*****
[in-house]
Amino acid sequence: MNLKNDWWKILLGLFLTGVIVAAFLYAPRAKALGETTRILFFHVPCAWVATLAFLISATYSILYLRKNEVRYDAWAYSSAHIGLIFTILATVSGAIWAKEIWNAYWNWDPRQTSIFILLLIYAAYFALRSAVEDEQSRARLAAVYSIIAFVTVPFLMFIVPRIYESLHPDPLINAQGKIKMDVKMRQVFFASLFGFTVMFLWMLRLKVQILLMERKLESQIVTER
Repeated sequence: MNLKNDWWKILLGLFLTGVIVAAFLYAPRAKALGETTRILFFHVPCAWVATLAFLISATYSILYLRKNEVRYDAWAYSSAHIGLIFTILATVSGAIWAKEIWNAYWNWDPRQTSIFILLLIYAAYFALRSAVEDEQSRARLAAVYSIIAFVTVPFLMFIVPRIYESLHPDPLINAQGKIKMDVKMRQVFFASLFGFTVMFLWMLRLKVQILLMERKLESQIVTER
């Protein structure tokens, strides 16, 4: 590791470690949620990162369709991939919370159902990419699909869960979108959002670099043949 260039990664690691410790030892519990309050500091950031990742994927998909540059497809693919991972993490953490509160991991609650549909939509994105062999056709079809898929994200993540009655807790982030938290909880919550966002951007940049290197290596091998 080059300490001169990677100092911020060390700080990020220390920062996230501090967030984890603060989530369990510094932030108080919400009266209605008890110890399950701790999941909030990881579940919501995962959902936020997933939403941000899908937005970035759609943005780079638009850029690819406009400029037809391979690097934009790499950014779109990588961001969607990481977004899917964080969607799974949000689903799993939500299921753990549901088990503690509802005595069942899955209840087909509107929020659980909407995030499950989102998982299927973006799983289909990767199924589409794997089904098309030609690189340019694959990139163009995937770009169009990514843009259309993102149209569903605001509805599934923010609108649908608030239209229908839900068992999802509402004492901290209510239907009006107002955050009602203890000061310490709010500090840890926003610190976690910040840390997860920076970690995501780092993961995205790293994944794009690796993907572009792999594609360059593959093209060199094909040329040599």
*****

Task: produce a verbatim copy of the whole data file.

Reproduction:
[in-house]
Amino acid sequence: MNLKNDWWKILLGLFLTGVIVAAFLYAPRAKALGETTRILFFHVPCAWVATLAFLISATYSILYLRKNEVRYDAWAYSSAHIGLIFTILATVSGAIWAKEIWNAYWNWDPRQTSIFILLLIYAAYFALRSAVEDEQSRARLAAVYSIIAFVTVPFLMFIVPRIYESLHPDPLINAQGKIKMDVKMRQVFFASLFGFTVMFLWMLRLKVQILLMERKLESQIVTER
Repeated sequence: MNLKNDWWKILLGLFLTGVIVAAFLYAPRAKALGETTRILFFHVPCAWVATLAFLISATYSILYLRKNEVRYDAWAYSSAHIGLIFTILATVSGAIWAKEIWNAYWNWDPRQTSIFILLLIYAAYFALRSAVEDEQSRARLAAVYSIIAFVTVPFLMFIVPRIYESLHPDPLINAQGKIKMDVKMRQVFFASLFGFTVMFLWMLRLKVQILLMERKLESQIVTER
């Protein structure tokens, strides 16, 4: 590791470690949620990162369709991939919370159902990419699909869960979108959002670099043949 260039990664690691410790030892519990309050500091950031990742994927998909540059497809693919991972993490953490509160991991609650549909939509994105062999056709079809898929994200993540009655807790982030938290909880919550966002951007940049290197290596091998 080059300490001169990677100092911020060390700080990020220390920062996230501090967030984890603060989530369990510094932030108080919400009266209605008890110890399950701790999941909030990881579940919501995962959902936020997933939403941000899908937005970035759609943005780079638009850029690819406009400029037809391979690097934009790499950014779109990588961001969607990481977004899917964080969607799974949000689903799993939500299921753990549901088990503690509802005595069942899955209840087909509107929020659980909407995030499950989102998982299927973006799983289909990767199924589409794997089904098309030609690189340019694959990139163009995937770009169009990514843009259309993102149209569903605001509805599934923010609108649908608030239209229908839900068992999802509402004492901290209510239907009006107002955050009602203890000061310490709010500090840890926003610190976690910040840390997860920076970690995501780092993961995205790293994944794009690796993907572009792999594609360059593959093209060199094909040329040599």